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Fintech in 60 Seconds

Regional Advantage in Fintech

by David Shrier | @DavidShrier

I’ve just finished up a keynote speech last night for the 80th Anniversary of Hong Kong Polytechnic, about fostering fintech innovation, and had occasion during my time here to reflect on the question of regional innovation clusters.  

In conversation after conversation, the ecosystem in Hong Kong is asking the questions: how do we get the old-line banks to innovate? How do we catch up? (there’s a pervasive sense here of falling behind places like Singapore on the one hand and mainland China on the other). Data suggests that Hong Kong is at least in contention, ranking 5th out of 5 in a recent Deloitte report, but the anxiety is palpable.  

“How can we achieve #1 or #2?” I was asked. “What do we need to do to drive regional innovation in Hong Kong?”

My touchstone was and is New York City. I spent much of my career in the Big Apple and watched the tech scene (and the fintech scene) grow from a handful of people, a weak flickering flame of activity, to a vibrant, dynamic cluster (a roaring bonfire if you would) that is the #2 VC cluster in the world behind Silicon Valley for digital media and tech (and #3 overall, bested only by Boston due to extensive biotech funding).  

I remember the feeling that New York was stuck in a paradox – lots of Fortune 1000 companies, filled with money, yet tantalizingly out of reach for startups. The brief hope of the late 90s boom getting snuffed out by the dotcom bust (at the time, market-leading Flatiron Partners getting wound down as Chase Capital decided to get out of the VC business). Fred Wilson of Flatiron fame has of course gone on to even greater heights in partnership with Brad Burnham, with Union Square Ventures. For those who remember, USV’s industry-leading success was anything but inevitable.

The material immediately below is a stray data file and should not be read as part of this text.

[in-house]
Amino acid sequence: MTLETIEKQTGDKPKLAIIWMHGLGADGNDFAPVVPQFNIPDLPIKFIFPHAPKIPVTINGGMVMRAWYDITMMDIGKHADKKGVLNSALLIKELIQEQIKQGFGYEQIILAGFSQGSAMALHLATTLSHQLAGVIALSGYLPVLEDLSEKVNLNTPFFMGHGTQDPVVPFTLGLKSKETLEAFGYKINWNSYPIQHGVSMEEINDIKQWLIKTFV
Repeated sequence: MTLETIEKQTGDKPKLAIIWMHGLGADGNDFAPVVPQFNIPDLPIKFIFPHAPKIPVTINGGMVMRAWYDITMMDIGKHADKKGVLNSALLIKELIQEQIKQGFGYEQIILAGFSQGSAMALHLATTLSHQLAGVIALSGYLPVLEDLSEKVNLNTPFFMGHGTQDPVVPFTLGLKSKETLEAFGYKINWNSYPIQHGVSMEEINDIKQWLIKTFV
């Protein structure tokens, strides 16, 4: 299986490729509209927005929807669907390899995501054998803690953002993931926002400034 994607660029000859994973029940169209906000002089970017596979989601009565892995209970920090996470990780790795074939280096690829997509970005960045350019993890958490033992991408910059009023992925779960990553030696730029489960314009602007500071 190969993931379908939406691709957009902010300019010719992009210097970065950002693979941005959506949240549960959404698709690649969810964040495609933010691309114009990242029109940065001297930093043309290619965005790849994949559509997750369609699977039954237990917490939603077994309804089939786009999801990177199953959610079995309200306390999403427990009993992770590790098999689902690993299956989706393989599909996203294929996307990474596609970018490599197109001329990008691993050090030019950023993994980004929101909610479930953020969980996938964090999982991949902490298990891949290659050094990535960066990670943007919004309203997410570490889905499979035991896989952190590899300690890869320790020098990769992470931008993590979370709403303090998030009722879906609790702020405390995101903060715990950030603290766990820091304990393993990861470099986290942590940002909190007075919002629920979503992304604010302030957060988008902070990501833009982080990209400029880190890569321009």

When I hear the concerns from Hong Kong, I am reminded of the challenges we faced in fintech in New York over a decade ago:

  • “The big banks won’t try anything new” (lack of customers / lack of innovation investment)
  • “We can’t convince people to leave high-paying jobs at established companies to come work at a fintech startup” (lack of labor market liquidity)
  • “There isn’t enough VC” (lack of capital)
  • “Regulation makes it all impossible anyway” (lack of government support)